Longwater – Aldi store opens without promised cycle crossing

The latest twist in the sorry tale of Longwater has been unveiled with the opening of the new Aldi supermarket. Derek Williams takes a look

Although not actually a part of the notorious crossing project, the new store does include a connection to the proposed route for cyclists to access the shop. It gives us a preview of the likely standard of the new route and it’s frankly depressing.

A part of the planning consent for this new supermarket was that Aldi should have built a Toucan crossing across William Frost Way before the shop opened. They have failed to do this and the shop opened with no enforcement of the planning condition, so there is still no crossing.

The cycling infrastructure serving the new Aldi store at Longwater looking north – Photo Derek

The cycling infrastructure serving the new Aldi store at Longwater looking south – Photo Peter

Very little has actually been built but it involves a crossing of the access road, a road that serves more than just the new shop. The crossing is very badly designed and is similar to the crossings of the existing car park entrances serving the main shopping centre and the Next store further up the hill.

Just beyond the junction to the north a short section of cycle track along William Frost Way ends at a random location, and on the south side a very short section of the path has been widened which will eventually connect with the planned Toucan crossing and to the rest of the Longwater crossing route.

The Aldi service road feeds off of William Frost Way, a very busy dual carriageway with a theoretical speed limit of 30 mph which almost no-one observes, traffic moves very quickly here as it leaves the roundabout just to the north. The turn into Aldi has a gentle forgiving radius, which is designed to be driven at speed and of course, traffic has priority over cycles and pedestrians. The crossing point is close to the mouth of the access road so people on the path heading south have to be aware of fast moving vehicles coming from behind. It’s also an uphill gradient. This is almost a text-book example of how not to build a junction crossing and owes nothing to the national design standards that have been in force for three years now.

All cycle traffic heading to the Aldi store from the direction of Dereham Road is supposed to cross this junction, then turn right to follow the access road, which brings us to the next problem – a steep hill.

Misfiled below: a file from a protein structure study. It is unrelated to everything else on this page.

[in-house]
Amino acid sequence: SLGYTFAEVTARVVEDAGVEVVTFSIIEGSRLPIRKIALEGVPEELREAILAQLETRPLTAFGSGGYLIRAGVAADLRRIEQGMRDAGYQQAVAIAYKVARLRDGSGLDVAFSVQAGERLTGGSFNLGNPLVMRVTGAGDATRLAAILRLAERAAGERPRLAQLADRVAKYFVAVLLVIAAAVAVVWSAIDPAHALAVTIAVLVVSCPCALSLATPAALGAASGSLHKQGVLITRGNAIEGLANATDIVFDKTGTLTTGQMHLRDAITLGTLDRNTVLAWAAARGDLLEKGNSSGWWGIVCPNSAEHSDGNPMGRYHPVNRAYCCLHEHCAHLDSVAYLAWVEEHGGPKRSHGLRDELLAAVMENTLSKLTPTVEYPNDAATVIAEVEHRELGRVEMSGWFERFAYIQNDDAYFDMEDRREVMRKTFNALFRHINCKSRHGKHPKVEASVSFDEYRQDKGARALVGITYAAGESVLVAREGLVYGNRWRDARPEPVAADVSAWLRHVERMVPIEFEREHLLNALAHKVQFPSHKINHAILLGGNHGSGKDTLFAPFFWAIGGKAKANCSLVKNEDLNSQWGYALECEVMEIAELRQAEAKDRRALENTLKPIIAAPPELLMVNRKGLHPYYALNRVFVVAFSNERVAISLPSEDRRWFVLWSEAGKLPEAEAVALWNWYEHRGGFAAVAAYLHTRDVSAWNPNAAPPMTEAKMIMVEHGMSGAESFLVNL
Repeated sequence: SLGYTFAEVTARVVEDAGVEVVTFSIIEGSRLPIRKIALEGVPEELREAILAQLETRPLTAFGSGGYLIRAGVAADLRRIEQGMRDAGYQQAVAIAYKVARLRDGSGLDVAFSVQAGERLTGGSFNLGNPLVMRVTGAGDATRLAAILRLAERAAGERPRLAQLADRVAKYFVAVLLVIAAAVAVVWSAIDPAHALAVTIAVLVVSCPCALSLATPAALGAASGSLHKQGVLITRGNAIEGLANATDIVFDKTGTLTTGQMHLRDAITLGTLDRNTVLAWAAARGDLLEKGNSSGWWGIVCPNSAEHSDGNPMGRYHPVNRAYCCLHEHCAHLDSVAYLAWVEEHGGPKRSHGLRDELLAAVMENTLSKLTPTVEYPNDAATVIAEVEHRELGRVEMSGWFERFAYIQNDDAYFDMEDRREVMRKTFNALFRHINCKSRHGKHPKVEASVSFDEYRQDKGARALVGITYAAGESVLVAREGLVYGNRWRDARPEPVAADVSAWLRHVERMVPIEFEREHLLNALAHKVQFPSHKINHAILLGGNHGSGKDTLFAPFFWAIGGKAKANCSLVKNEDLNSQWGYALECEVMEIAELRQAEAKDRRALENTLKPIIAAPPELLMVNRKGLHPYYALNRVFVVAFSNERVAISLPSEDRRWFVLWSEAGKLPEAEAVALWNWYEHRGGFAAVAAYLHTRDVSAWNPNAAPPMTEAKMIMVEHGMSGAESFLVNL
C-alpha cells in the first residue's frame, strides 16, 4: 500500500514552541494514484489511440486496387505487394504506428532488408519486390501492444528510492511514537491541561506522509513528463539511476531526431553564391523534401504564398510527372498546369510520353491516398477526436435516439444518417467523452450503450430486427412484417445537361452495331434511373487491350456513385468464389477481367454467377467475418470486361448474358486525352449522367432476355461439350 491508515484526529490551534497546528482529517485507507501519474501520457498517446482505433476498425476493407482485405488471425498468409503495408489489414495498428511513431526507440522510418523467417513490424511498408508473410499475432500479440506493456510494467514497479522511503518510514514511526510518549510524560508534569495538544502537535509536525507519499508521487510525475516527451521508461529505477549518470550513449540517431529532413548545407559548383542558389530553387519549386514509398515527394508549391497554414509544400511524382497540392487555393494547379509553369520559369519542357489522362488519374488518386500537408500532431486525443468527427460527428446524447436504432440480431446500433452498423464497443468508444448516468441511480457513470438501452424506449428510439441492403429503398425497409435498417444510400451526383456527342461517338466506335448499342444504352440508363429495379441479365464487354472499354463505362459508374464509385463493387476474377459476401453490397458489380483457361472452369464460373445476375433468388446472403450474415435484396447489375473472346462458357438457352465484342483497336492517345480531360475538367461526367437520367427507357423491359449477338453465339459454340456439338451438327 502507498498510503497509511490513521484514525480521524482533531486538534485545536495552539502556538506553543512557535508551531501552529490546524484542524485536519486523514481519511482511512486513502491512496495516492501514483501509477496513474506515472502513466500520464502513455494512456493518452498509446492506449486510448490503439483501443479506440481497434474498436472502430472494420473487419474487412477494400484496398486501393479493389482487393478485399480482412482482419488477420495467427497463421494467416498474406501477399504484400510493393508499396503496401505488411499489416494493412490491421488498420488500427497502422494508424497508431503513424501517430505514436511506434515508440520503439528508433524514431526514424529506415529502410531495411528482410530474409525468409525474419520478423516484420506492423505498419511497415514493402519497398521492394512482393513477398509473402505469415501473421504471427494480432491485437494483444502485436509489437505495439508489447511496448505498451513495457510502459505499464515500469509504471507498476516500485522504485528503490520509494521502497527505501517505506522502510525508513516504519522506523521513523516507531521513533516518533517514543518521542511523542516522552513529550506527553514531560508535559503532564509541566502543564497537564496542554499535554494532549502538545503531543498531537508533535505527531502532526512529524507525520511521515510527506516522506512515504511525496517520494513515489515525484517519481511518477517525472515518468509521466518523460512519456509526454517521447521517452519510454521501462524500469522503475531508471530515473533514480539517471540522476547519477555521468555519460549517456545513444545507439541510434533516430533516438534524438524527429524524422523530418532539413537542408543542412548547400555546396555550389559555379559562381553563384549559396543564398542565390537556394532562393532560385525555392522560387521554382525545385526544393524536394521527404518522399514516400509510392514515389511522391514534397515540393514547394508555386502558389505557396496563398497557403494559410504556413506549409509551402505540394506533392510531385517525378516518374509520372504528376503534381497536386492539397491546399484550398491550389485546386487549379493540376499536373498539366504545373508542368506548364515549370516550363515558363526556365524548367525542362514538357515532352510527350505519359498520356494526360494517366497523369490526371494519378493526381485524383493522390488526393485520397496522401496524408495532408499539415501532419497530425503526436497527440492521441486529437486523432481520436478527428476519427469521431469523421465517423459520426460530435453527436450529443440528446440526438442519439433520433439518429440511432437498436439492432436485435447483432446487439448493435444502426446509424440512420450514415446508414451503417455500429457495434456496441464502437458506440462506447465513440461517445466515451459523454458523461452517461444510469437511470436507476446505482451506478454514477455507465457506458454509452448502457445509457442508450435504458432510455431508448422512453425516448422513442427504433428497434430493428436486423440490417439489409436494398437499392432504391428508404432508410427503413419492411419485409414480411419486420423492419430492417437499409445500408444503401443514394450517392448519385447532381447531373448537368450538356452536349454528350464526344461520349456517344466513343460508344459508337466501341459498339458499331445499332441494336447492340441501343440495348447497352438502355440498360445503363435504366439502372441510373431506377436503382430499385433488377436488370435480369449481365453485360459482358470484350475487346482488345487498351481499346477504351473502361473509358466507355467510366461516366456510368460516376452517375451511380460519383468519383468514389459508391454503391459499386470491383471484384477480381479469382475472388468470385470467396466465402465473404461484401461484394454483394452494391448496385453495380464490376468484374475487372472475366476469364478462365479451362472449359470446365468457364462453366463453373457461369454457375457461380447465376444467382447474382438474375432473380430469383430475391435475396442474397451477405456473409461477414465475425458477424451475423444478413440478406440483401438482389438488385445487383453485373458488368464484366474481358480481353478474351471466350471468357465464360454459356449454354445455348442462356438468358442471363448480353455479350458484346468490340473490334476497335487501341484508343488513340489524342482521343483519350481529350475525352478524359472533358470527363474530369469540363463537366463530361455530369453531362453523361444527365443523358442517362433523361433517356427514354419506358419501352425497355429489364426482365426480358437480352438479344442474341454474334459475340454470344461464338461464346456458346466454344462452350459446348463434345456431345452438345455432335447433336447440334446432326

The cycle track entrance to Aldi – Photo Derek

Looking toward William Frost Way from the top of the slope – Photo Derek

Although fairly short, the slope is really quite steep and would probably prove too much for a bike without hill climbing gears or for anyone on a cargo bike. This hill is steeper than would normally be expected and will also prove difficult for people in wheelchairs. Coming the other way bikes (and wheelchairs) will pick up a fair speed as they come down toward the busy William Frost Way. It will be treacherous in icy weather. It is, simply, not fit for purpose.

This new bit of “cycle infrastructure” is extremely substandard and probably unusable. This is a design which must have been approved in the planning process, probably by South Norfolk District Council but also by Norfolk County Council as the highway authority. How something as bad as this was given the green light is hard to understand, but it doesn’t bode well for the rest of the project.

Most people won’t take this route, but are likely to follow the clearly visible and easier “desire line” route by not crossing the dangerous entrance, but instead following the footpath on the other side of the access road and then bumping down the kerb and riding on the road, mingling with the traffic and simply ignoring the useless cycle track.

It’s hard to see how this passed any kind of safety audit and as stakeholders the cycling campaign were certainly not consulted as we should have been. It should be noted that this was virtually a greenfield site and it would have been easy to have built it properly.

At the time of writing we are trying to arrange an urgent meeting with Norfolk County Council to discuss these important safety issues. This only adds to our concerns about the wider project.

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